Monday, January 03, 2011

Project: Happily Ever After
saving your marriage when the fairytale falters
by Alisa Bowman

Shortly before Christmas, I was invited to participate in a virtual book tour for the recently released “Project: Happily Ever After - Saving Your Marriage When the Fairytale Falters” written by Alisa Bowman. I've never finished a self-help book in my life (which probably explains a lot) so I was fairly proud of myself for finishing this one in just three days. The fact that my in-laws were staying with us at the time might have helped. Being a holiday weekend in France, there weren’t many entertainment options open and it was too cold to spend long periods of time outside strolling around the city. The risk of catching cabin fever in our smallish Parisian apartment was high. Going to my room to read "in order to meet a deadline” offered the perfect reason to excuse myself from the group when I got tired of speaking French or simply tired of listening to my mother-in-law speak. (I’m not sure my last comment would be Happily-Ever-After approved).

In reality, Alisa deserves the large majority of credit for me finishing my first self-help book. I think it's because this book doesn't really seem like one. She offers tips throughout the book and "bullet points" at the end of each chapter summarizing the main ideas, but the text itself isn't preachy and the advice doesn't involve standing in front of a mirror repeating positive phrases. She shares her story and details what worked for her. In fact, I felt like I was reading a boy-meets-girl (and everything that comes after) story or a series of letters written by a girlfriend. The book held my interest and I wanted to know how their love story would end – or not end as the case may be.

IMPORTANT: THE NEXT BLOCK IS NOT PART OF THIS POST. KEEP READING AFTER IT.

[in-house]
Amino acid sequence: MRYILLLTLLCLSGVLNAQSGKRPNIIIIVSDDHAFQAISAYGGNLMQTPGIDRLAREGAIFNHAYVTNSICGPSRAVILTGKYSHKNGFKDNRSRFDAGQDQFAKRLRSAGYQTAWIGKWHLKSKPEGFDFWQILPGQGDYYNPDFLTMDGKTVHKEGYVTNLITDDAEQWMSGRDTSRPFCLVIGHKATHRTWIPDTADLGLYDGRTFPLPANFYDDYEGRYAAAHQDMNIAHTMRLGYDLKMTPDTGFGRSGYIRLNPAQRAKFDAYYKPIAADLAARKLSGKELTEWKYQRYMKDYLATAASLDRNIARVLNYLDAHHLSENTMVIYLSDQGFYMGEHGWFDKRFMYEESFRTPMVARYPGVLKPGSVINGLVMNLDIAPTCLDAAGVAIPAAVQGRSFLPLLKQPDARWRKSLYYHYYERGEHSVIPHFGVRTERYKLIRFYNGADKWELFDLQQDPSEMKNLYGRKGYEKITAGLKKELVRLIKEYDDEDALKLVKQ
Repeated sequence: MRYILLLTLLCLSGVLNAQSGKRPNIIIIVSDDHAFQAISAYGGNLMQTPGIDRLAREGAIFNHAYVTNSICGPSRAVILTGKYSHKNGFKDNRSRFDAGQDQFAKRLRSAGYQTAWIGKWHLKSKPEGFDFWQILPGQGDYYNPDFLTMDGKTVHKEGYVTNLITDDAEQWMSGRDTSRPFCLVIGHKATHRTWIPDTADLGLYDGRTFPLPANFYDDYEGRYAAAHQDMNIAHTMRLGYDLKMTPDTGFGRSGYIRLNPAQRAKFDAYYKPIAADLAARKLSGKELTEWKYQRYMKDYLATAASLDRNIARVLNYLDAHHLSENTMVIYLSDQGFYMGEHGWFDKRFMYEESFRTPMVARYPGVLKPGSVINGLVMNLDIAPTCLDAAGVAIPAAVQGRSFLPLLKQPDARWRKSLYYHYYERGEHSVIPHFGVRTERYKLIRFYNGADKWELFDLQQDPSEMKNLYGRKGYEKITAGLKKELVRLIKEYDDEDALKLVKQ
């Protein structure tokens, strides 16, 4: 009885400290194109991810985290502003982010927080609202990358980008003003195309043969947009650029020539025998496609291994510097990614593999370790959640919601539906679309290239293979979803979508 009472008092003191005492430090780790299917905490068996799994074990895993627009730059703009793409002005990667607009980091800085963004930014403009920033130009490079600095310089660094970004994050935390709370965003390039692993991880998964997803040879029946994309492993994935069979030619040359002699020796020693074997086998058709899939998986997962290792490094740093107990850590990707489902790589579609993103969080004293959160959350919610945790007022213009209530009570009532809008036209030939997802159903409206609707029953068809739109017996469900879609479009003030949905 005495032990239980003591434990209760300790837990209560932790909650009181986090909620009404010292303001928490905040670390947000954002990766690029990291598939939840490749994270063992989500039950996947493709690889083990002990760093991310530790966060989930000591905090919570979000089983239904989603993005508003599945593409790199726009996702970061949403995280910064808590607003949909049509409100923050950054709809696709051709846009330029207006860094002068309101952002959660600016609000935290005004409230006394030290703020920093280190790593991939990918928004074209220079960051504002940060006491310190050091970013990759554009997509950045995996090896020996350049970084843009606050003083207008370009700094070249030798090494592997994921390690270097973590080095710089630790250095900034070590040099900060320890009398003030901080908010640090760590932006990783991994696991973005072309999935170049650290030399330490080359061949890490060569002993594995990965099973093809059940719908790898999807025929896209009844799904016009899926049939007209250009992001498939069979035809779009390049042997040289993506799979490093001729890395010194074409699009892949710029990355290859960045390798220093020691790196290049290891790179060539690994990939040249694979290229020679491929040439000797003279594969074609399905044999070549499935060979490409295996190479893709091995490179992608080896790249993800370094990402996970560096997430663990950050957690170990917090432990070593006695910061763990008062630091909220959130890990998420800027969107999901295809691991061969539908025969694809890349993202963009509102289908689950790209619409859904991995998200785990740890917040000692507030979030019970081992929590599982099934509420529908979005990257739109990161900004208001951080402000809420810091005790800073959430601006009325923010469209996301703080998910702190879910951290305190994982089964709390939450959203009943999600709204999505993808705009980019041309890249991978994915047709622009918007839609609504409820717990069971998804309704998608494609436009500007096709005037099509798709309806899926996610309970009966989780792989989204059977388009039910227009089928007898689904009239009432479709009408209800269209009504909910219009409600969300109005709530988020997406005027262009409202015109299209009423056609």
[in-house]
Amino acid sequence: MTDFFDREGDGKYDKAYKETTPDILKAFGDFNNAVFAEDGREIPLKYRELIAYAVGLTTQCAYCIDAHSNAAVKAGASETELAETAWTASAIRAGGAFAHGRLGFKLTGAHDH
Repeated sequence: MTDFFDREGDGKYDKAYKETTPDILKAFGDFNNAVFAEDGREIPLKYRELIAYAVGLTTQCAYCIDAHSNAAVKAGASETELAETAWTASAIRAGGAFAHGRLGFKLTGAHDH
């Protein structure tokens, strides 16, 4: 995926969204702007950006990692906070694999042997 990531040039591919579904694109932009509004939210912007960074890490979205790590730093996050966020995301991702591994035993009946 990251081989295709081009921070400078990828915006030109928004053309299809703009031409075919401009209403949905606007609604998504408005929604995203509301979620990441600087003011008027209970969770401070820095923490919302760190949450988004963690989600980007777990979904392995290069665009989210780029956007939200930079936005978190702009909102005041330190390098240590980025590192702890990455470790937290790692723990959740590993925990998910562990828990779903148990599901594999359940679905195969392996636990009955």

However, because I consider myself happily married – and lucky, I wasn’t sure that I would find this book anything more than entertaining. I was surprised then to find myself randomly thinking of it after I had finished it and placed it on my bookshelf. There are parts of the book - the section on forgiveness, for example - that I think apply to relationships with friends and family, as well. The book also serves as a reminder for happy couples that they shouldn’t assume just because they are happy today that they will be tomorrow.  Marriages and people change.

In sum, with honesty and humor, Alisa describes how she went from being in a marriage so miserable that she dreamt of planning her husband’s funeral to eventually renewing her wedding vows. She did so by reading a stack of marital improvement books (as an added bonus she provides “CliffsNotes” on portions of some of these books), interviewing happily married friends, and rekindling her sex life with the help of "The Martini", a sexy bikini wax.

To learn more about Alisa, the Project, and her book, you can visit her blog: Project Happily Ever After.  You can also see a video of Alisa and her husband and read a sample chapter from her book here: video and sample chapter